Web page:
Two children work side-by-side exploring clay at a worktable. One child looks at the other child’s clay construction, a construction with wires. Noticing the wires, the child adds wires to their construction. When the other child sets a piece of fabric on top of the wires, the other does as well. That child then carefully presses one shell and then several more into the clay and announces that this is treasure at the bottom of the ocean. At first we may be inclined to view this dynamic as one child copying from another. That moment when one child glances at another’s choices and process to shape and elaborate a piece of clay may be a dialogue between them through the medium of a material.  
• Museums can support back-and-forth explorations by creating places to work side by side with easy visual access that allows seeing what someone else is doing. Offer a wide range of materials that prompt rich, new dialogues. Mirrors mounted overhead showing what’s happening from a different perspective provide additional opportunities to borrow, expand, and learn together.

Revisiting what we have heard others say
In an out-of-the way spot, someone sits alone in relative stillness. Waiting for someone? Seeking quiet time? Enjoying a moment of reflection? In what may appear to be a solitary moment, someone could be considering any one of a number of things: the light in this space, the source of light in a painting the docent noted, and echoes of others’ comments about changing light and shadow. One of the processes that occurs in museums is reflection, through which we learn. In reflection we revisit something we have experienced, something we have heard others say. We continue the conversation through our silent inner speech; remembered voices of others enter our thinking.
• To support reflection and internal conversations that build connections and understanding, museums can create quiet spaces with comfortable seating, and views that engage and calm.

Learning from others who are not present
Voices from the past make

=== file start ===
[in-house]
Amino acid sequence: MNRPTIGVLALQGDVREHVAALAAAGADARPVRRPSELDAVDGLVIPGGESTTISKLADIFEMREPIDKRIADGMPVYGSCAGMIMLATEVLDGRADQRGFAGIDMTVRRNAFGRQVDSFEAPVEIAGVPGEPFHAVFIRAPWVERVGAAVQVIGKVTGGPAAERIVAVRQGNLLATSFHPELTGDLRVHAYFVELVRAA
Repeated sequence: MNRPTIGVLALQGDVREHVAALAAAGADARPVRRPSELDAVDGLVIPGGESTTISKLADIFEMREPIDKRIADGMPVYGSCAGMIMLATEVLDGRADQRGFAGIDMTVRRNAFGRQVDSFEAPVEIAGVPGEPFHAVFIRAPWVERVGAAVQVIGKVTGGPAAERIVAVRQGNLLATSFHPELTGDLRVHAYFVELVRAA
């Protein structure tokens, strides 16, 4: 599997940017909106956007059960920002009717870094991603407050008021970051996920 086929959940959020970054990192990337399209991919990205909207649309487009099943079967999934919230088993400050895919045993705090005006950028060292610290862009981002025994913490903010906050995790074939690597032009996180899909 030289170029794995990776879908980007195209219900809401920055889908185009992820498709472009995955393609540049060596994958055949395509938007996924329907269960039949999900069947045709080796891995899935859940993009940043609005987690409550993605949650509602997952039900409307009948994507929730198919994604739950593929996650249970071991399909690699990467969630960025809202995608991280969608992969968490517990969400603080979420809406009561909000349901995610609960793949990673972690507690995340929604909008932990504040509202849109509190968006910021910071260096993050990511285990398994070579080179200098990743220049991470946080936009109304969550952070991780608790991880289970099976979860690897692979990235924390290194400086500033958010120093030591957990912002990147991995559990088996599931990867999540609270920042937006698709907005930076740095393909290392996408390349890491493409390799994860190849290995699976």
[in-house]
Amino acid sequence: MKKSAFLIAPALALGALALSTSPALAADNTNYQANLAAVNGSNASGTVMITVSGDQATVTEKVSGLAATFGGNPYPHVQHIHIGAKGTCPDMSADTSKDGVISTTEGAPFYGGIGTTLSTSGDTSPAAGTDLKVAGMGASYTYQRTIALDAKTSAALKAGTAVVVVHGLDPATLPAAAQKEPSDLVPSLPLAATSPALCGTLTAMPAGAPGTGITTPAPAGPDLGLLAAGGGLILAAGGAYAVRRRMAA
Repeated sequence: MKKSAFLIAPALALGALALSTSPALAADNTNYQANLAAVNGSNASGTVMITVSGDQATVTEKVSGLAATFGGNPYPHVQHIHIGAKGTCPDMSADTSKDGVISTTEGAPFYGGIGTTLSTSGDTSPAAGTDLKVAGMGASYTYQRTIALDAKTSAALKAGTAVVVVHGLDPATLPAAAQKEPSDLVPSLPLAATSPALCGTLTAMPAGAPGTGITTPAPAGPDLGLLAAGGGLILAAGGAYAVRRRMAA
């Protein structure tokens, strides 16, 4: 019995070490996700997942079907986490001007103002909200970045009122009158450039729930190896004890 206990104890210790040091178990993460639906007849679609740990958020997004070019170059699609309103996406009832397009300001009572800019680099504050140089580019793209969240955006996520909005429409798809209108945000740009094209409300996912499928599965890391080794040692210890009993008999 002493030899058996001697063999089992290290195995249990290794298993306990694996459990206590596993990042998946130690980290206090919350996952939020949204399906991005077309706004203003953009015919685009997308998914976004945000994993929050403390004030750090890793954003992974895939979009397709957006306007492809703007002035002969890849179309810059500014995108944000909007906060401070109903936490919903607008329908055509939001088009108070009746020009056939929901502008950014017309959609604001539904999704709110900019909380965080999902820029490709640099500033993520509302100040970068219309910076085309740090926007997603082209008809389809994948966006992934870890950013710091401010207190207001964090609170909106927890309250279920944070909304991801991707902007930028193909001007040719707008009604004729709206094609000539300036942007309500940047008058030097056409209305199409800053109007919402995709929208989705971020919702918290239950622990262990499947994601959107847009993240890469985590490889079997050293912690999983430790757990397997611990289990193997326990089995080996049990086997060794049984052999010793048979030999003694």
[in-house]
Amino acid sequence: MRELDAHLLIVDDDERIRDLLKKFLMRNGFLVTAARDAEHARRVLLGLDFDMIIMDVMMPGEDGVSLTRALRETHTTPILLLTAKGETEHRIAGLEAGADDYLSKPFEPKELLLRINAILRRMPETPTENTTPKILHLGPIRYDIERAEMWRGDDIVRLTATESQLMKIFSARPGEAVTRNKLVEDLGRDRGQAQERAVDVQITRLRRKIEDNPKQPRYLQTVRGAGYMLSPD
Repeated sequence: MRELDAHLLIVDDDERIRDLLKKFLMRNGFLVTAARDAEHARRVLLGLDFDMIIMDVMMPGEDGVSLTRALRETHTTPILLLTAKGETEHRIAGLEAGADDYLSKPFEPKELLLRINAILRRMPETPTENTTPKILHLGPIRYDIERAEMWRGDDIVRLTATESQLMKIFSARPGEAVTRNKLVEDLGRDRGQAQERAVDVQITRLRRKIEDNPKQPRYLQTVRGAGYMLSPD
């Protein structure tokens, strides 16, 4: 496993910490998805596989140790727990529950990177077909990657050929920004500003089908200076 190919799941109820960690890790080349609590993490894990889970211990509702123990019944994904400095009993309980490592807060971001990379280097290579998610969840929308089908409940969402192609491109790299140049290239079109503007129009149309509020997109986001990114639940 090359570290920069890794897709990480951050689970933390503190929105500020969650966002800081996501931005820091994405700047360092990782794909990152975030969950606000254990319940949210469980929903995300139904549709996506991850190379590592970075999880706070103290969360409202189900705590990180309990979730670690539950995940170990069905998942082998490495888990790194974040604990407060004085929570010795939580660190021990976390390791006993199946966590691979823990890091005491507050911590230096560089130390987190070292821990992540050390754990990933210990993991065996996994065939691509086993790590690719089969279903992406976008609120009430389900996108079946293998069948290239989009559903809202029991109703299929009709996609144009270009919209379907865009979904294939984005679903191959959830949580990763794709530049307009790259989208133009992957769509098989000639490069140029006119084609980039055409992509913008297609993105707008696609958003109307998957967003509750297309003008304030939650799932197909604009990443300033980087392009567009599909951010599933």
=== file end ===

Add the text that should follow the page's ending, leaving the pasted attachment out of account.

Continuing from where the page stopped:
connections in the present
Even when we are exploring an exhibit by ourselves, we are not alone. In fact, we are likely to make connections between what we are experiencing and what happened previously and with others who are not present. We interact with the artist when we think about what we see in a painting, even if it’s a silent, “I don’t get it.” We transport a strategy we saw someone else use and apply it to another situation. Reading and responding to a question on a text panel is a silent conversation with the author, unknown to us, who composed the question. We may share our experience later with someone over coffee.
• Museums support connections with others across time and space by asking questions, offering suggestions, creating challenge and uncertainty…in text panels, through staff engagement, through discrepant objects. These and other strategies encourage learners to make multiple connections that are meaningful physically, with others, and with previous experiences.

Everyone learns something different together
Sometimes a group of visitors spontaneously becomes a team working together at an exhibit. They create a challenge or invent a problem they must solve together and organize themselves around the challenge. It may be to move blocks on a crank-operated conveyor belt from one level to the next in record time. Commands come down to crank faster, updates are issued on how time is ticking away, tasks are added to the challenge, new workers are added to cause, and materials are adapted. In these moments, everyone learns something different together.
• Connected experiences, ones that flow physically, that work with varying numbers of visitors and allow visitors to assume different role support self-forming groups of visitors directing their experiences and learning together.

Learning together makes possible what might not otherwise occur. No amount of planning on the museum’s part could provide the on-the-spot support or information, the extra pair of hands, or the just-in-time idea that makes learning together happen.

What new possibilities about learning together in your museum do these examples suggest?

Friday, November 24, 2017

Gratitude and Generosity

It’s that time of year when we tend to think about and express our gratitude more often than usual. We are grateful for the love and support of family and friends, for good health, food in the cupboard, for kindness and understanding from others. We also tend to be more generous this time of year, serving a meal at a shelter, dropping money in the kettle of the bell ringers, or writing a check to a favorite charity. We certainly hope our museums will be on the receiving end of others’ generosity with a year-end gift.

While valuing both gratitude and generosity, I’ve gradually decided that gratitude is relatively easy; generosity takes work. Generosity, it seems, is a more demanding, active, and compassionate form of gratitude. With gratitude someone else’s generosity or a lucky moment has enhanced us. We feel grateful to be on the receiving end of someone’s good will, gift, attention, or extra effort. How hard is that? On the other hand, when we have given up time, wisdom, or money, our generosity enhances the situation or wellbeing of someone else, not ourselves. Generosity is our giving without the expectation of someone else’s gratitude.